Economic Empowerment of Girls in Mozambique

Bantwana is building the capacity of Mozambican NGO partners to deliver the market-driven, holistic Siyakha economic empowerment package to hundreds of vulnerable girls and young women.







In low- and middle-income countries like Mozambique, which have a large informal economy, tailored and locally relevant responses are key to unlocking sustainable livelihood options, especially for marginalized young women. From rural to urban areas, Bantwana’s Siyakha Girls model engages young women as well as local businesses and potential employers in identifying entry-points into viable occupations — and uses gender sensitive approaches that prepare young women to enter the workforce.

Siyakha Girls is a comprehensive economic strengthening framework, initially designed and tested in Zimbabwe, for reaching vulnerable adolescent girls and young women (AGYW) , ages 15 to 24 . The model demonstrates how the right set of skills and supports—built on active engagement of AGYW, their families or partners, and their employers or business mentors—can yield impactful results even in highly informal or constrained economies.

With USAID-funding, the Bantwana team in Mozambique is providing technical assistance and capacity building support to local implementing partner ANDA to adapt and implement Siyakha Girls. After a successful pilot in 2021, that contextualized the model to Mozambique, Bantwana is now providing intensive TA to ANDA and several other Mozambican partners to scale up Siyakha Girls, with USAID endorsement and continued funding.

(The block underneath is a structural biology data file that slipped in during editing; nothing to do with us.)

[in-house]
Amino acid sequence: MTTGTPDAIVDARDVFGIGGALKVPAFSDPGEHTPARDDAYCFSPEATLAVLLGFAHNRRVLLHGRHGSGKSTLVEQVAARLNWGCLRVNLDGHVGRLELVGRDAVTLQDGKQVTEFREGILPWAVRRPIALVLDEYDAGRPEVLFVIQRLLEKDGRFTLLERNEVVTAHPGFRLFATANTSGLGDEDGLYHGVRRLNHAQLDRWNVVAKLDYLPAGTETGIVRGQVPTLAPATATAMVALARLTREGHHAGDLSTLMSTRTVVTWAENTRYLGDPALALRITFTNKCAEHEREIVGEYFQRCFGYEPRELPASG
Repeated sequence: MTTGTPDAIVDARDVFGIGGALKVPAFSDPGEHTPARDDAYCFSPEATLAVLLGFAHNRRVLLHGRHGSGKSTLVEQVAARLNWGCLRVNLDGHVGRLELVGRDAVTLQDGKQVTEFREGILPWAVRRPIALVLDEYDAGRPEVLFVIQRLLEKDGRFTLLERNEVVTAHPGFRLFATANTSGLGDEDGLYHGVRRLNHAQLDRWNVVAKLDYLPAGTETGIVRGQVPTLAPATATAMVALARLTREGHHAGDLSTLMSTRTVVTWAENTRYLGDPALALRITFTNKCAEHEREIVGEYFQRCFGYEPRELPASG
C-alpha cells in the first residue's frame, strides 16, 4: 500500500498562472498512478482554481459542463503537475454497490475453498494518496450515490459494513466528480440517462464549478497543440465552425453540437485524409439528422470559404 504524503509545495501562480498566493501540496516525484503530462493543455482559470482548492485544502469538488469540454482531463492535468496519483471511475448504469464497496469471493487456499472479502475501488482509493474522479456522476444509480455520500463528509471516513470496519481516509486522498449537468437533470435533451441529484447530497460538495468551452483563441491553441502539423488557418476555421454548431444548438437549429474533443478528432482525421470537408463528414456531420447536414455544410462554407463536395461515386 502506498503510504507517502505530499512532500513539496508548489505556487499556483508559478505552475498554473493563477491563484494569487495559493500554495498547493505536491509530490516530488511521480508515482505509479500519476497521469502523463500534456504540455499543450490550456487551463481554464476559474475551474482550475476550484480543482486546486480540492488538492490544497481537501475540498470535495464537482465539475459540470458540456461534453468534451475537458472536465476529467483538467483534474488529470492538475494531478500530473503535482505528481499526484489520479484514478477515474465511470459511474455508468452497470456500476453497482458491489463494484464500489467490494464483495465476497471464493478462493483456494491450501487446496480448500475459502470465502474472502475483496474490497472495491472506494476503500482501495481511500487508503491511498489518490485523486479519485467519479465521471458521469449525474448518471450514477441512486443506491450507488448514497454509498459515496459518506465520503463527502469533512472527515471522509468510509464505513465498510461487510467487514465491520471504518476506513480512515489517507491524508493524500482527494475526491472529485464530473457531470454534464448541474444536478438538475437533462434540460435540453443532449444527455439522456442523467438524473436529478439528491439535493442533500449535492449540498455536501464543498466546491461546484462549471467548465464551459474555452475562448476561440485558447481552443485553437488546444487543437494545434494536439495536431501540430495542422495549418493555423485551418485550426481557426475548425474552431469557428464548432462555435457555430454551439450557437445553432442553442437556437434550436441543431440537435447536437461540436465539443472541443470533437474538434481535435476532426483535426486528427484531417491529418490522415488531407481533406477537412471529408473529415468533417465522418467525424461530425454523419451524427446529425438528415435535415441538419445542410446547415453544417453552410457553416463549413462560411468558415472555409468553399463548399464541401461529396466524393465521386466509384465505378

Bantwana’s technical assistance package for Siyakha Girls in Mozambique includes:

  • Leading adaptation of the Siyakha model and local partner capacity development to implement it as part of their DREAMS programs in various districts
  • Supporting partners to conduct localized market assessments, recruit and enroll participants, and deliver core Siyakha trainings (in Foundational Skills, Financial Asset Building, and Sexual Harassment Prevention)
  • Facilitating coordination among vocational training institutions, companies, artisans, and strategic partners to support girls through apprenticeships and financial access and inclusion
  • Monitoring, supervising, and troubleshooting each step of the model for fidelity and impact, as well as budgeting for cost-effective implementation

To learn more about Bantwana’s technical assistance achievements and lessons learned during Siyakha scale-up in Mozambique, click here.

“We are doing what it takes to transform these [Siyakha] girls into technically competent market players” —Technical and Vocational Education Training [TVET] Center Director


“I have improved my financial knowledge and capacity and I have also learned how to present and advocate for myself in the workplace. I am very thankful to Siyakha for giving me an opportunity to achieve my dream by helping me and other young women to have a job or their own business.” —AGYW, Siyakha program graduate